Pertinent to my recent blog discussing memory, I’m reminded of an interesting study that was done showcasing how fallible memory can be. The crux of it was something like this: a year after 9/11 a select group of people were surveyed and asked to recall where they were when they heard the news of the World Trade Center attack. Their answers were recorded. Two or three years later, the process was repeated. For the most part, people’s answers matched. But the study continued and at some point — around five years after the survey started I think — many of the answers started to change significantly. People who originally recalled being in their condominium when the towers were hit, now claimed to have been at their aunt’s house in Florida.
What the study ended up showing is that our memory is inherently faulty. As time goes on, our memories get corrupted. The reasons why are complex, but it’s probably something like this: you experience 9/11 in your condominium, then years later have a 9/11 memorial party at your aunt’s house, and the two memories get confusingly interlinked.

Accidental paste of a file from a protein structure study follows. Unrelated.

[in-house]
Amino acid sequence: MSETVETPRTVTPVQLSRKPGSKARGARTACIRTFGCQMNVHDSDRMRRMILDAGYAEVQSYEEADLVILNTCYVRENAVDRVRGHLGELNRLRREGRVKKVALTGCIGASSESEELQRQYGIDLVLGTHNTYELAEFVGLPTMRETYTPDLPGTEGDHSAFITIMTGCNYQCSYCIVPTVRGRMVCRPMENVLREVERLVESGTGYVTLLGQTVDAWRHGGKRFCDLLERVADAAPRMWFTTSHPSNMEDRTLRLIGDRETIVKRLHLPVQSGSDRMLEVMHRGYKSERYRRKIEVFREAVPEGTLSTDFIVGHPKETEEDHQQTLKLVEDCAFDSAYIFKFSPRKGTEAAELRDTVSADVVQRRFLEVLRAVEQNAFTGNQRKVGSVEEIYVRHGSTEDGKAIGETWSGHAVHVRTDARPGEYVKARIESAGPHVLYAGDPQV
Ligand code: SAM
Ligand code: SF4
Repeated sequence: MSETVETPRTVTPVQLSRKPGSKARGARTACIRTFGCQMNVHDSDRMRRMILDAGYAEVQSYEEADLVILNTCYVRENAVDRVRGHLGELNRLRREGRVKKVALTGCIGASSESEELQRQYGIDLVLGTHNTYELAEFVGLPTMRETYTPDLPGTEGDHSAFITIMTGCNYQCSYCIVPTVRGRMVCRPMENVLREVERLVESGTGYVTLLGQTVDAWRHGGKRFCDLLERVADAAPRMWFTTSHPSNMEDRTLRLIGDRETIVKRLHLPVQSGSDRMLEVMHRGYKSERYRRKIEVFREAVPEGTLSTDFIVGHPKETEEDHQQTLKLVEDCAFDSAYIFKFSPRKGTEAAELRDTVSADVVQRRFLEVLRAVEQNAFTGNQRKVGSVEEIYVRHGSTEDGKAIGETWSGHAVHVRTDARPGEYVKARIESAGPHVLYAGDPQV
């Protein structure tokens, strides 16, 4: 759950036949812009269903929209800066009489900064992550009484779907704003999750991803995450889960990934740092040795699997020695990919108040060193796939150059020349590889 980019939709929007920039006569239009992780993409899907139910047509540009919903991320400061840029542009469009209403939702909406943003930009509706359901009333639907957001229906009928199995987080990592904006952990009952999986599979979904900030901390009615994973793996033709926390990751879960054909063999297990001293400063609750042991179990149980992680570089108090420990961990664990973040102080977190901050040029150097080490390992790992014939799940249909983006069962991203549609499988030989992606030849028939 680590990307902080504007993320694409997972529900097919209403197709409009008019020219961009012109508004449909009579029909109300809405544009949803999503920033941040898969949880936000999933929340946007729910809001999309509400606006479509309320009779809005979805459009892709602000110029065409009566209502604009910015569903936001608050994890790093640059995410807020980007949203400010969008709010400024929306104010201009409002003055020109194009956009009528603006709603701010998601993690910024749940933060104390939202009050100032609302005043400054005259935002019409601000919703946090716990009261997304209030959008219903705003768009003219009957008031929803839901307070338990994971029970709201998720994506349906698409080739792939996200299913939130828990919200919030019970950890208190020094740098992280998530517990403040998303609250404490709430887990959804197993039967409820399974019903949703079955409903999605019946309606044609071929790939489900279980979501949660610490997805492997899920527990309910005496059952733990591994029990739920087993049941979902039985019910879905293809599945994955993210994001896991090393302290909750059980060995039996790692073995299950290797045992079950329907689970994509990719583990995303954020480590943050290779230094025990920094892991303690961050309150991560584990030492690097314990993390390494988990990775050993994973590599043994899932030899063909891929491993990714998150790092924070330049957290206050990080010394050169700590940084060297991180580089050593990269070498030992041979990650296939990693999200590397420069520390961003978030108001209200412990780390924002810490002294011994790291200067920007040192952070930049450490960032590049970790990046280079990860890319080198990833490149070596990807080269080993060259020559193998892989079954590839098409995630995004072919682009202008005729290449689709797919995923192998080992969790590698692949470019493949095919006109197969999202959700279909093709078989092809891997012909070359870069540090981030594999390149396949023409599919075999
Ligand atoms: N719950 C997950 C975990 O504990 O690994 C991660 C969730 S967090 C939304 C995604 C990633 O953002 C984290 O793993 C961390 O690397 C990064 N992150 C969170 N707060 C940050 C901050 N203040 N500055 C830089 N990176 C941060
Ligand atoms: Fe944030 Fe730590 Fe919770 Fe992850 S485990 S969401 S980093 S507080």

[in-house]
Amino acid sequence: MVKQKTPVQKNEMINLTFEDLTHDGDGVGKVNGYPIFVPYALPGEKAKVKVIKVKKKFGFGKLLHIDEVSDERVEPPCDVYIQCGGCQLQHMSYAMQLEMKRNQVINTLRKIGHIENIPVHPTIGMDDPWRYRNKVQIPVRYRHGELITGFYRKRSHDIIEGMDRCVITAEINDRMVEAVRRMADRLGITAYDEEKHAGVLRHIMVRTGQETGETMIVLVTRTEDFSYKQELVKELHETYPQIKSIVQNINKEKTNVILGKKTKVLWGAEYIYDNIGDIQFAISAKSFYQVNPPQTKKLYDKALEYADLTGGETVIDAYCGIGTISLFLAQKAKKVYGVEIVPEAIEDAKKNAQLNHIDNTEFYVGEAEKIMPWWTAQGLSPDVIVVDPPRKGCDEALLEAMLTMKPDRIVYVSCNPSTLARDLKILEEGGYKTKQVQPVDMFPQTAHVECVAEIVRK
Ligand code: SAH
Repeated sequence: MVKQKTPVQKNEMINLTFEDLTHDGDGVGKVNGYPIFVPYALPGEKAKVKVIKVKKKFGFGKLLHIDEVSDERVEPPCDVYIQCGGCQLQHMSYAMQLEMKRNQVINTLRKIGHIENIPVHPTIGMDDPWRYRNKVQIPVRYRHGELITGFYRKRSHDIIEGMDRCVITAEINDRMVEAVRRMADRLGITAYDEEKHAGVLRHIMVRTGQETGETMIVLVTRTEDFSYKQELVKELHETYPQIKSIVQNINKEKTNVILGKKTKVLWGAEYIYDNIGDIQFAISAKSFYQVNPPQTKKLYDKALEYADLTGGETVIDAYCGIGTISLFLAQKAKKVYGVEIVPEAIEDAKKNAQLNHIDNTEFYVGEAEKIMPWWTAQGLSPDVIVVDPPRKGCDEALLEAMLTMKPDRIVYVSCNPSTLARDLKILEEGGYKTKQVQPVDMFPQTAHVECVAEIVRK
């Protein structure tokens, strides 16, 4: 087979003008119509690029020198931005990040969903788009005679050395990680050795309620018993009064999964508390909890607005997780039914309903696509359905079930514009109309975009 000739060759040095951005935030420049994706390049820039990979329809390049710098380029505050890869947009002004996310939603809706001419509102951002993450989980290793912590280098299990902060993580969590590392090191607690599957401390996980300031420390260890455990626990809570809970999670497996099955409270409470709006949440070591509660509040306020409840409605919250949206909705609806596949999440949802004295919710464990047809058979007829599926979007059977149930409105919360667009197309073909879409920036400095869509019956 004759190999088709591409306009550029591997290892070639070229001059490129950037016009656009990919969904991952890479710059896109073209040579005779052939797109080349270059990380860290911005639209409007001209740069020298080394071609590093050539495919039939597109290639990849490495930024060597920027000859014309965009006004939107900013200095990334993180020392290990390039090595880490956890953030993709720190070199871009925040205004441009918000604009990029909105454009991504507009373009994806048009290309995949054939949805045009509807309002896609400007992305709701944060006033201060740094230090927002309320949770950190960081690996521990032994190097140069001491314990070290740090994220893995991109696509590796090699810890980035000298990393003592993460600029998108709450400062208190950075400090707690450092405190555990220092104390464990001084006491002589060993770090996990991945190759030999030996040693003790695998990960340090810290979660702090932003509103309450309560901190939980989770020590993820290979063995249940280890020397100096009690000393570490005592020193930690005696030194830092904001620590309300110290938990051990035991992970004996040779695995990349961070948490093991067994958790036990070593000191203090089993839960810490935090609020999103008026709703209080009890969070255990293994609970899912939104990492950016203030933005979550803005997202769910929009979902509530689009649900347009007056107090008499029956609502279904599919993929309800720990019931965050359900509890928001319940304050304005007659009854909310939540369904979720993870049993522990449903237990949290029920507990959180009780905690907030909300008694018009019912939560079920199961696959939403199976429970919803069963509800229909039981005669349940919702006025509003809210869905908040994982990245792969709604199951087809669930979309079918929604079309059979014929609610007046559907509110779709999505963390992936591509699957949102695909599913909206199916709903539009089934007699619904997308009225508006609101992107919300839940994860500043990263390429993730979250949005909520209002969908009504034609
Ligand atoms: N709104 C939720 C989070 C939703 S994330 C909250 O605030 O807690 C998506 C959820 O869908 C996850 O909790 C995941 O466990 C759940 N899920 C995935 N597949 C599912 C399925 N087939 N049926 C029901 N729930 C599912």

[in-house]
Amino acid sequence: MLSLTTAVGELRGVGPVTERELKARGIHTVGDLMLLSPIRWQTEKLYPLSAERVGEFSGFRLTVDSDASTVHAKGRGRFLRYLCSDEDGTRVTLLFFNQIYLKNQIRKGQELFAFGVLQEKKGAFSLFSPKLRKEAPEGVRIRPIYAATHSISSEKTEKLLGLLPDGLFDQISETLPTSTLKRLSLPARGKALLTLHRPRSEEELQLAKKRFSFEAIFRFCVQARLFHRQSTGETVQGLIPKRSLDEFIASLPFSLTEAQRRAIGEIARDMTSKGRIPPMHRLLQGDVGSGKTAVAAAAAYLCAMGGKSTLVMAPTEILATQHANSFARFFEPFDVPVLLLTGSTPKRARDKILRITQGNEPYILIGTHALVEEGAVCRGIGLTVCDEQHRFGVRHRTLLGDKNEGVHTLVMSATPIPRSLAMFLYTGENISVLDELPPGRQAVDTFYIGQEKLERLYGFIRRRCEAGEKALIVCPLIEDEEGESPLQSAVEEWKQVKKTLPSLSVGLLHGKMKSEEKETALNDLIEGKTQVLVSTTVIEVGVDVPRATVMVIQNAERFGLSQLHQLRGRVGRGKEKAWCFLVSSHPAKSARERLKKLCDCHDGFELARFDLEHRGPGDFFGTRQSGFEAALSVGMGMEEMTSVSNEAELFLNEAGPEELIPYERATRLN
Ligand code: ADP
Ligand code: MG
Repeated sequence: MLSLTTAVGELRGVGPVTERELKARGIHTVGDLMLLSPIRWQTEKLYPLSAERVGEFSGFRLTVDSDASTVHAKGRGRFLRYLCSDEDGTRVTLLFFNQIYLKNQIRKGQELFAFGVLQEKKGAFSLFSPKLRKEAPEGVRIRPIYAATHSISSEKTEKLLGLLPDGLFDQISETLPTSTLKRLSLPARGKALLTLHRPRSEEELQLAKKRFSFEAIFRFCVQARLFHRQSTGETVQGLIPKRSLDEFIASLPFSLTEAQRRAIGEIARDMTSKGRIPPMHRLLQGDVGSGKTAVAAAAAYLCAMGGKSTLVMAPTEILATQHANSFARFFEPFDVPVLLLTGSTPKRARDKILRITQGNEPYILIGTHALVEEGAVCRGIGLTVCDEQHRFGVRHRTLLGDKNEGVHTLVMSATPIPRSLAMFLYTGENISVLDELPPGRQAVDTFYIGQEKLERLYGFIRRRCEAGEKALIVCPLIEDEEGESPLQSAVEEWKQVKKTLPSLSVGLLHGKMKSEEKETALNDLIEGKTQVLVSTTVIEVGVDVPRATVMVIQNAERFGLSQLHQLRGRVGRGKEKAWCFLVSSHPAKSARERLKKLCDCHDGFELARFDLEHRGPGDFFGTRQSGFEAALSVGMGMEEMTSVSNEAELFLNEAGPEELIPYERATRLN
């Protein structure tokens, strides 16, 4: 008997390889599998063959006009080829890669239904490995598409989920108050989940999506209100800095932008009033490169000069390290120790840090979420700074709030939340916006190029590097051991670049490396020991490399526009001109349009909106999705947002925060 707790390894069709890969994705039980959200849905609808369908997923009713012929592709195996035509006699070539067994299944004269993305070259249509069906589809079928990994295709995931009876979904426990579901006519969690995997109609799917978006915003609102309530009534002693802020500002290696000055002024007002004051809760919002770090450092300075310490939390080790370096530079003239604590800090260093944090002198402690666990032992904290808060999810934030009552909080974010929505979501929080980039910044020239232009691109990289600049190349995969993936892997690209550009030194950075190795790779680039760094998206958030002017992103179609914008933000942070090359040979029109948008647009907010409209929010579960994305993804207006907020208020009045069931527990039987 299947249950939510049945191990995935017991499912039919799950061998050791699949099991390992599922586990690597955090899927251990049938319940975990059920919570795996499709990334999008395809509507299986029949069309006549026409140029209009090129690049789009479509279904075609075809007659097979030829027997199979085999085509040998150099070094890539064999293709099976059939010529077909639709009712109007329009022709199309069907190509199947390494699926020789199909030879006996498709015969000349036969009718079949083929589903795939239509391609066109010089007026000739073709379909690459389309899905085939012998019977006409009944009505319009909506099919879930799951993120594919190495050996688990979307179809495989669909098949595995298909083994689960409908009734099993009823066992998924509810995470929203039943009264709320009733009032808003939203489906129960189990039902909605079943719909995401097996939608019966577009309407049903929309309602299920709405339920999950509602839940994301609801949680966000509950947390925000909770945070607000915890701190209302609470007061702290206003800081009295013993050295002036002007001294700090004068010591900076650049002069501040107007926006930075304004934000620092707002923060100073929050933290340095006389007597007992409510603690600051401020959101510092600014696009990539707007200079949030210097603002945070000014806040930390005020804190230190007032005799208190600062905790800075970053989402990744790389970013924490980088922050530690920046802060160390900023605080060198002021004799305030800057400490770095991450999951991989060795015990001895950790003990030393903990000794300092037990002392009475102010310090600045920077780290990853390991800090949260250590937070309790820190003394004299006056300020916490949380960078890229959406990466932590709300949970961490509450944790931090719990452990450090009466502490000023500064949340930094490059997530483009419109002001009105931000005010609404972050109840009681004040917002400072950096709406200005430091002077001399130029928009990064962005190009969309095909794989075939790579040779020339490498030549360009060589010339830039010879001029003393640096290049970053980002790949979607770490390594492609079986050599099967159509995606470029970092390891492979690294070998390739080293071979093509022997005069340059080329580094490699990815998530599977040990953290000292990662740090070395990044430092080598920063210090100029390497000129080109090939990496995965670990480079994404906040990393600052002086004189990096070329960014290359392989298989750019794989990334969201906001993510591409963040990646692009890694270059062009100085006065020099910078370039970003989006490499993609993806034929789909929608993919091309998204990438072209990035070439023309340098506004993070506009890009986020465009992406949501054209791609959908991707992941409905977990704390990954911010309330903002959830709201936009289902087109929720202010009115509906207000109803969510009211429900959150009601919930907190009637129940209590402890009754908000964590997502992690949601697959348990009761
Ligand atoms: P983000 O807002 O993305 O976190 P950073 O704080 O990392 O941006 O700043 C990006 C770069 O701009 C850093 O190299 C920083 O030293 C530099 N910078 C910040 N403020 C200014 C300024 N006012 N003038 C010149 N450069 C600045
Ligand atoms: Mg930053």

This leads to an interesting question: can the emotional content of memory change? It would seem clear that the answer is yes. For example, you might have a memory of the vacation you and your college sweetheart took during spring break one year. You fondly recall the blush of young love, the beautiful surroundings, having sex four times a day etc. But then someone informs you that the whole time you were dating, your sweetheart was having an affair with some sleazy drug addict. Your lover even took the gifts you gave them and sold them for money to buy their secret lover drugs. After you hear this, you sour every time you recall that vacation. Your chest tightens at the betrayal, your stomach gurgles at the fact you were made into such a fool.
Then, a decade later, someone gives you another update. It turns out that your sweetheart and their paramour decided to go skydiving one day. As they parachuted to Earth, they were blown off course into an alligator farm. There, over the course of hours, they were slowly devoured by alligators who playfully grabbed them, drug them under water almost to the point of suffocation, but then released them to the surface to allow their agonies to continue. The couple even begged armed alligator wranglers to shoot them and end their misery, but the wranglers merely laughed at their stupidity. All of a sudden a good memory turned bad suddenly turns good again, as you laugh at the hideous and slow death of someone who violated your trust.